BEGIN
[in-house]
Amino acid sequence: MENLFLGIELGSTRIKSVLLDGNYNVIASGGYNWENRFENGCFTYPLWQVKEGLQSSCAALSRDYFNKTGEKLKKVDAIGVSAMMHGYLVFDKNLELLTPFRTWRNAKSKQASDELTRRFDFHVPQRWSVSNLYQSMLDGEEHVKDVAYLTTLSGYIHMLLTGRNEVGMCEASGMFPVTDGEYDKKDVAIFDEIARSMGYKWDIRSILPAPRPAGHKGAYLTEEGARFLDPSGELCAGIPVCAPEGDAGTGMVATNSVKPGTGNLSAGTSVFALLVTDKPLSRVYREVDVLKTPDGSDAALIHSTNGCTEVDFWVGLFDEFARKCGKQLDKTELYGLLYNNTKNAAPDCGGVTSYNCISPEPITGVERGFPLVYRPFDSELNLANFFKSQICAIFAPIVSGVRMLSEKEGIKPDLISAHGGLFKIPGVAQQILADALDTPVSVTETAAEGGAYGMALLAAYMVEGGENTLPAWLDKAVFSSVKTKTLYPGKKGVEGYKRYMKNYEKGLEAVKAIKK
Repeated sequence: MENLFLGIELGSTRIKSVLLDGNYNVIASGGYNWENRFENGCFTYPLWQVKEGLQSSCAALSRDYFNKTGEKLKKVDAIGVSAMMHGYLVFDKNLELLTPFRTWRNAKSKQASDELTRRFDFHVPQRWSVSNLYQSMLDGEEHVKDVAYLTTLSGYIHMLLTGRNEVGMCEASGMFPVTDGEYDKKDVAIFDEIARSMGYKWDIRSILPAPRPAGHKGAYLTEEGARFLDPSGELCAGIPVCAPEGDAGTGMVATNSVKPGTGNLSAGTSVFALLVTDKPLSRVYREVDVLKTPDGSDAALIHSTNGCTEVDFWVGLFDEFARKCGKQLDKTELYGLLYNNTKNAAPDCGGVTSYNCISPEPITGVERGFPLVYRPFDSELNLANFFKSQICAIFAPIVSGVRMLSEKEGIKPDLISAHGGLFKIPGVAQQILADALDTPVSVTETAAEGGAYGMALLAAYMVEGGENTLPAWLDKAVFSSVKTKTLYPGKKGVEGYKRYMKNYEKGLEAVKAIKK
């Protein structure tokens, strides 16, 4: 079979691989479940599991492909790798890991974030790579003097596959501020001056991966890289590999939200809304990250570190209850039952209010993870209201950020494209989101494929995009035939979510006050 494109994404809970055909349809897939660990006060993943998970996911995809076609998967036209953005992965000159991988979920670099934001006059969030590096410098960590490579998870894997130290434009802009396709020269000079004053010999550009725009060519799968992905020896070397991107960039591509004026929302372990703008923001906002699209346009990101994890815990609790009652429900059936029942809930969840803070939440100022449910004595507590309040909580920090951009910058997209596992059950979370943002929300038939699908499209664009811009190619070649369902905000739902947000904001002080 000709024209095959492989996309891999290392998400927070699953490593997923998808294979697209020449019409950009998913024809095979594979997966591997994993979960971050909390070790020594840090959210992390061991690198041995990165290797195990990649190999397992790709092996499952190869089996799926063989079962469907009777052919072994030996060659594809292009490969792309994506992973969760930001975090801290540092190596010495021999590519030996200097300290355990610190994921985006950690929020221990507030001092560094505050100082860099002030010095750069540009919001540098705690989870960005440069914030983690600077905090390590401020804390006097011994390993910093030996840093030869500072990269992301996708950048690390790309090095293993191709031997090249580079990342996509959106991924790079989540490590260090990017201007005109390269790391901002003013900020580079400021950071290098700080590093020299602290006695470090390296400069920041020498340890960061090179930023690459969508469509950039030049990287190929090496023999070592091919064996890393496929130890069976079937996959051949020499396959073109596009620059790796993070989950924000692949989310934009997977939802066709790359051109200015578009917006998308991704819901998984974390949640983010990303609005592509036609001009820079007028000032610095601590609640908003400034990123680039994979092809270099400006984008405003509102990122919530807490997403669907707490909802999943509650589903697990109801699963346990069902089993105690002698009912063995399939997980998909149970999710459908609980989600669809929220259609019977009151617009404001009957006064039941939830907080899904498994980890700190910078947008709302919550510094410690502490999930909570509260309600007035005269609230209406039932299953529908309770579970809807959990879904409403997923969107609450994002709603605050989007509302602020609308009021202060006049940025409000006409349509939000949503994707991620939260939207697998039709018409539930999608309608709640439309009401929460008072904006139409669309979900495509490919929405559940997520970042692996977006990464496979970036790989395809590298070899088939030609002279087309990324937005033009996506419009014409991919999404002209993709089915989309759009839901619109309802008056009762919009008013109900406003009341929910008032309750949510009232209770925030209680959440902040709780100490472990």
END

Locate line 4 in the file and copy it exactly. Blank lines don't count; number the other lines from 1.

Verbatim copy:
């Protein structure tokens, strides 16, 4: 079979691989479940599991492909790798890991974030790579003097596959501020001056991966890289590999939200809304990250570190209850039952209010993870209201950020494209989101494929995009035939979510006050 494109994404809970055909349809897939660990006060993943998970996911995809076609998967036209953005992965000159991988979920670099934001006059969030590096410098960590490579998870894997130290434009802009396709020269000079004053010999550009725009060519799968992905020896070397991107960039591509004026929302372990703008923001906002699209346009990101994890815990609790009652429900059936029942809930969840803070939440100022449910004595507590309040909580920090951009910058997209596992059950979370943002929300038939699908499209664009811009190619070649369902905000739902947000904001002080 000709024209095959492989996309891999290392998400927070699953490593997923998808294979697209020449019409950009998913024809095979594979997966591997994993979960971050909390070790020594840090959210992390061991690198041995990165290797195990990649190999397992790709092996499952190869089996799926063989079962469907009777052919072994030996060659594809292009490969792309994506992973969760930001975090801290540092190596010495021999590519030996200097300290355990610190994921985006950690929020221990507030001092560094505050100082860099002030010095750069540009919001540098705690989870960005440069914030983690600077905090390590401020804390006097011994390993910093030996840093030869500072990269992301996708950048690390790309090095293993191709031997090249580079990342996509959106991924790079989540490590260090990017201007005109390269790391901002003013900020580079400021950071290098700080590093020299602290006695470090390296400069920041020498340890960061090179930023690459969508469509950039030049990287190929090496023999070592091919064996890393496929130890069976079937996959051949020499396959073109596009620059790796993070989950924000692949989310934009997977939802066709790359051109200015578009917006998308991704819901998984974390949640983010990303609005592509036609001009820079007028000032610095601590609640908003400034990123680039994979092809270099400006984008405003509102990122919530807490997403669907707490909802999943509650589903697990109801699963346990069902089993105690002698009912063995399939997980998909149970999710459908609980989600669809929220259609019977009151617009404001009957006064039941939830907080899904498994980890700190910078947008709302919550510094410690502490999930909570509260309600007035005269609230209406039932299953529908309770579970809807959990879904409403997923969107609450994002709603605050989007509302602020609308009021202060006049940025409000006409349509939000949503994707991620939260939207697998039709018409539930999608309608709640439309009401929460008072904006139409669309979900495509490919929405559940997520970042692996977006990464496979970036790989395809590298070899088939030609002279087309990324937005033009996506419009014409991919999404002209993709089915989309759009839901619109309802008056009762919009008013109900406003009341929910008032309750949510009232209770925030209680959440902040709780100490472990």